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All About Detailing And Quality Of Space

The Gardens' South Building is a new entry in the competitive condo market

Some people walk down a street, eyes focused on the sidewalk. Not Doug Casey. The Ottawa native and seasoned developer is always looking up, checking out the ironwork on buildings. He maintains this practice as a tourist in Glasgow, Scotland, and continues it at home as he takes in the detailing of weathered brick in the Byward Market.

Photo of South Buidling

Doug Casey

You never know, he reasons, when a building or a detail will spawn a fresh idea to add to a condo project. "You know I'm not looking at my feet. I'm busy looking at the architecture." It was during a trip to Scotland that the president of Charlesfort Developments fell solidly under the influence of artist, designer and architect Charles Rennie MacKintosh and his pivotal Glasgow School of Art.

The symmetry of windows, the simplicity, the stained glass, heavy doors and even some of the ironwork in the 1896 building spawned a new European style. Mr. Casey has admired the Scottish architect for several years, modifying design details for his successful condo, the Glasgow, now under construction near Clemow Avenue at Bronson Avenue.

Now Mr. Casey is picking up other MacKintosh finishings for the South Building, the second 16-storey tower of the Gardens and 70 condos, planned for Bronson at Queen Street.

"It's all about detailing and quality of space, says the man who in 2000 was named top condo builder in the province by the Ontario New Home Warranty Program and was recently honoured by the city for a trio of infill projects and heritage conservation.

The Sandringham in the Gardens' South Building features three bedrooms and this spacious, rotunda-style room that promises some great views of Ottawa. Developer Doug Casey, below, believes the extra details will help sell the condos in this building.

It was on a walk along George Street in the Byward Market that he noticed brick detailing on the front of the building, built around 1910, that used to house the Spaghetti Factory. Ottawa architect Barry Hobin worked the rectangle of light and darker bricks and corner accents into a design defining floors between balconies on the second Gardens' building.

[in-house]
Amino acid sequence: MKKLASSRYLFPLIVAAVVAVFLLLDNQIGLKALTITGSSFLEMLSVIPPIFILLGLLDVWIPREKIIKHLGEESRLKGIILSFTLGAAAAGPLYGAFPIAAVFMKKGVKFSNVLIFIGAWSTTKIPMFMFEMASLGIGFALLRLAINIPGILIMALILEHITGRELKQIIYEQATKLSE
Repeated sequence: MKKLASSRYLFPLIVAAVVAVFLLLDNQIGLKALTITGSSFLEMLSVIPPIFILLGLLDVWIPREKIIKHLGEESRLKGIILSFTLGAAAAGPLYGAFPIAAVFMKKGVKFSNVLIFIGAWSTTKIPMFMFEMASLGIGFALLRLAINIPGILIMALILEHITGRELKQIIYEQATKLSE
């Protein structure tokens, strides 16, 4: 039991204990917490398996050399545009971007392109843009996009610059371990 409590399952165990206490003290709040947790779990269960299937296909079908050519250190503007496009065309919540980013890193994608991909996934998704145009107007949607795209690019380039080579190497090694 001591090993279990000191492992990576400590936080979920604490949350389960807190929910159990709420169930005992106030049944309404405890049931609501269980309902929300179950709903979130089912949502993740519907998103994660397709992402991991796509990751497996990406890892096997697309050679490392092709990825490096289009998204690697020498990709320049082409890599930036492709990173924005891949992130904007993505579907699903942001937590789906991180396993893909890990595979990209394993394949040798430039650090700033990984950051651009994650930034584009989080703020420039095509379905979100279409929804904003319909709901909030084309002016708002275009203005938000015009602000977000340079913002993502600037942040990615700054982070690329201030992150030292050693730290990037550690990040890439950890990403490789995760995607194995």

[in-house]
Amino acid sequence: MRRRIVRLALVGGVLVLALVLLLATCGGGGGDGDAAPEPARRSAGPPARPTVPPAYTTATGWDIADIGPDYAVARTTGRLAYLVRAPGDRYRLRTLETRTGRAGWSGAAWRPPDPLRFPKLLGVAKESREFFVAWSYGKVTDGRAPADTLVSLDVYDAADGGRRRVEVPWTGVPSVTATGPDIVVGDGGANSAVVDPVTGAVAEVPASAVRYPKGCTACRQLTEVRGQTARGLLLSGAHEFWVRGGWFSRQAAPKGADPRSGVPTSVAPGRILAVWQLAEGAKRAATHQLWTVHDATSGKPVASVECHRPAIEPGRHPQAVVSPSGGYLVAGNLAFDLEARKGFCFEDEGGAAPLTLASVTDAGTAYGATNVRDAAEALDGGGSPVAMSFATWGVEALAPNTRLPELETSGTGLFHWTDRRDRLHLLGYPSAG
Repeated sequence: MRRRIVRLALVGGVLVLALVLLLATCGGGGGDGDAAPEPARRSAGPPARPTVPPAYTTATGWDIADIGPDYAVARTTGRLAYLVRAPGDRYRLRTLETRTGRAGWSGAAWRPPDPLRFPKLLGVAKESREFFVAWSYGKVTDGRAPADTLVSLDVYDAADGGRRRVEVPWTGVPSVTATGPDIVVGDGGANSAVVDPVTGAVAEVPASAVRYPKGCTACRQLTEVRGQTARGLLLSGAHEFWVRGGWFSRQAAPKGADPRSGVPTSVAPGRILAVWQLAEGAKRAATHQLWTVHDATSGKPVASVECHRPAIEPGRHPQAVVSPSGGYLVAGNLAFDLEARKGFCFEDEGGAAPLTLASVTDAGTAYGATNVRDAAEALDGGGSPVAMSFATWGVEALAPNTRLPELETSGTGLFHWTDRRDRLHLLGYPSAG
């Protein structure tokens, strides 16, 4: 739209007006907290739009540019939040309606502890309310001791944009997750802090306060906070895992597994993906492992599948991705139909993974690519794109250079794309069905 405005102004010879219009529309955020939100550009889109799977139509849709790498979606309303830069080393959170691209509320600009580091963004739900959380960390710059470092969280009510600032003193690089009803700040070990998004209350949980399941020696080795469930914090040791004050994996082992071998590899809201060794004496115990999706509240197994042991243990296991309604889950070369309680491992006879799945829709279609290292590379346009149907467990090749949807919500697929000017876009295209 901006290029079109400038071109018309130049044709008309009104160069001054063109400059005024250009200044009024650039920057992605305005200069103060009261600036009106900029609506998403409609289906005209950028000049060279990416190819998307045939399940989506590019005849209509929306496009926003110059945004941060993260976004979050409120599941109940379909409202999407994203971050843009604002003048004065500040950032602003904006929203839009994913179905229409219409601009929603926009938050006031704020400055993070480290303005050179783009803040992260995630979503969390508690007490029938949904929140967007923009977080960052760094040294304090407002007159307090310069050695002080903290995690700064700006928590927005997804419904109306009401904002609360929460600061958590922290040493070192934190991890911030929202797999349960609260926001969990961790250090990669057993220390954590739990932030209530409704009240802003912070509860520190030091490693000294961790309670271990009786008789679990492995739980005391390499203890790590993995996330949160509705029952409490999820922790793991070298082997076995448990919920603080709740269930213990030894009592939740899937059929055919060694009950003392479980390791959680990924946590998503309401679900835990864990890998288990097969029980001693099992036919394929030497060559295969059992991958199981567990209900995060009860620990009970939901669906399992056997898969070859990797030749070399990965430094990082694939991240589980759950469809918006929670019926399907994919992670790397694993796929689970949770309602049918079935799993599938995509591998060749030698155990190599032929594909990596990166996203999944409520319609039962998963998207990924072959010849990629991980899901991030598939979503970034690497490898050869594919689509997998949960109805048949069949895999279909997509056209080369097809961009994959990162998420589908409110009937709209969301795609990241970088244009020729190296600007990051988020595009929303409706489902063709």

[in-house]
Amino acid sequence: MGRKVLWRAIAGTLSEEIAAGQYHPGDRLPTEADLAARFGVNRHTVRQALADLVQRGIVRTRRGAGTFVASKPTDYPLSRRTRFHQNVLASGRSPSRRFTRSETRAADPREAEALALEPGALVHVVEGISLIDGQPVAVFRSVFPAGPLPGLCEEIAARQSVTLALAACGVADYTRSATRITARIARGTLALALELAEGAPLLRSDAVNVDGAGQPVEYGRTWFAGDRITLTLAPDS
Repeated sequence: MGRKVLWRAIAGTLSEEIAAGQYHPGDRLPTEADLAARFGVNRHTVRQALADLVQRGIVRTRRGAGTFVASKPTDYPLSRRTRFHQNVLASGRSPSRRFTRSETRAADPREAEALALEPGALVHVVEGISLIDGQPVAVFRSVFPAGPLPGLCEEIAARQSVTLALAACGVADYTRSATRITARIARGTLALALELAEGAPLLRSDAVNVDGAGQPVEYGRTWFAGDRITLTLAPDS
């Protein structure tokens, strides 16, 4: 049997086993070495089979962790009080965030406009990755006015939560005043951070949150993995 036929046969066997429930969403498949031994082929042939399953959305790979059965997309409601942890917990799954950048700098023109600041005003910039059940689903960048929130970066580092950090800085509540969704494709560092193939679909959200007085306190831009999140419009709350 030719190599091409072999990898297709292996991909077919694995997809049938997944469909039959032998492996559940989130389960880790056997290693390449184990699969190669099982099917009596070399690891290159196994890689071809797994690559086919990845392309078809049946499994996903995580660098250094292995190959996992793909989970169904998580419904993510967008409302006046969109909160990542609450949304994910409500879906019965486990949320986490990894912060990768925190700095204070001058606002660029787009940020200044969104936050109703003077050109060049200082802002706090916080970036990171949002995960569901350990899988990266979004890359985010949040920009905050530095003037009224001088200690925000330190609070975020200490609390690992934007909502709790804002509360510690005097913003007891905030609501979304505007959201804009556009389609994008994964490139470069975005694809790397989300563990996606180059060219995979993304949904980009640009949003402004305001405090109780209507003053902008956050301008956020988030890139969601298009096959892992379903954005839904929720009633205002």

Then Mr. Casey asked architectural designer Jason Grant- Henley to put an Ottawa spin on the glass in MacKintosh's School of Art in Glasgow. The imaginative designer, a principal at the design firm Urban Keois, came up with swirly flowers that will be part of a wall of glass in the lobby.

Then there is iron man Cairn Cunnane from St. Pierre de Wakefield, who has been retained to produce ironwork for the front door and lobby.

The details add to sensory space in the tower, a new entry in the competitive condo market that now accounts for 20 per cent of new home sales. The Charlesfort president is a force in the urban condo market, a housing niche that appeals to professionals and older buyers selling off a family home for central, convenient living.

The developer has learned some fresh lessons through the construction dust of the past five years and wildly successful condo projects, including the Glassworks on Main Street and the first tower at the Gardens.

He is further refining the MacKintosh designs and expanding the inside spaces of six designs in his newest project so they imitate room sizes of single family homes.

It seems there were older boomers looking to move, but not happy with having to sell off favourite furnishings in a bid to downsize, says the developer. "In the South Building there is space if the kids want to come home on the weekend. Buyers don't feel they have to compromise on space."

Photo of South Buidling

South Tower of The Gardens

He decided to boost the size of condos in the South building, with the largest, the Madison, offering three bedrooms, a den and two bathrooms spread over 2,077 square feet. Views of the Ottawa River and Gatineau Hills and downtown Ottawa are an extra bonus.

The McMichael, the most popular design since sales started earlier this month, is 1,463 square feet, with two bedrooms and two baths. The Sandringham is 1,771 square feet with three bedrooms, while the Giverny is 1,517 square feet, and has three bedrooms, two bathrooms and an office.

The condos are 200 to 500 square feet bigger than Charlesfort's earlier condos.

"The rooms are large, the same size as in a single home," says Mr. Casey, which means buyers can hang onto some of their favourite pieces.

The spaces also feel larger than the actual square footage because the Charlesfort team — which includes some of the best design brains in the city, including Mr. Hobin and Urban Keois — has eliminated walls, added large windows, curvy spaces and open kitchens defined by two-level eating bars.

The McMichael offers stunning space, thanks in part to a circular living and dining room that is all about windows, big views and drama. It was Mr. Grant-Henley who designed the heating and plumbing of the condo to be encased in a drop bulkhead that wraps around the outside of the circular room, adding more definition to the space.

All of the condos feature 10-foot ceilings, hardwood flooring and granite counters — more details in finished spaces, says Mr. Casey.

The combination of details and space doesn't come cheaply. But it has found a successful niche, with 10 sales in a couple of weeks.

The smallest unit, the 760-square-foot Le Moutier, is on the second level, offers one bedroom, one bath, study and terrace for $250,000. Prices go up to $850,000 for the penthouse version of the grand Madison. The dramatic McMichael is $395,000 on the second floor and $490,000 on the 11th floor.

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